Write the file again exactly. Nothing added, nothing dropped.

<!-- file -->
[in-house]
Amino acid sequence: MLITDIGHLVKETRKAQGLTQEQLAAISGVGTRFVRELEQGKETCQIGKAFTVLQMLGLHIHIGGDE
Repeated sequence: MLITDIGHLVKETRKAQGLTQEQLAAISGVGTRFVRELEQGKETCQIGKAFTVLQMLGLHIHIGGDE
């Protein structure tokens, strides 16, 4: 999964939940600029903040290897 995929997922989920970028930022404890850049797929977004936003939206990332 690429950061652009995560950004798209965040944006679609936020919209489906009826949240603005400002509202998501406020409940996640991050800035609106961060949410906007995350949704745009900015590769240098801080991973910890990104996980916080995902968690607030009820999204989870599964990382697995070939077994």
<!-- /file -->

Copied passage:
[in-house]
Amino acid sequence: MLITDIGHLVKETRKAQGLTQEQLAAISGVGTRFVRELEQGKETCQIGKAFTVLQMLGLHIHIGGDE
Repeated sequence: MLITDIGHLVKETRKAQGLTQEQLAAISGVGTRFVRELEQGKETCQIGKAFTVLQMLGLHIHIGGDE
């Protein structure tokens, strides 16, 4: 999964939940600029903040290897 995929997922989920970028930022404890850049797929977004936003939206990332 690429950061652009995560950004798209965040944006679609936020919209489906009826949240603005400002509202998501406020409940996640991050800035609106961060949410906007995350949704745009900015590769240098801080991973910890990104996980916080995902968690607030009820999204989870599964990382697995070939077994």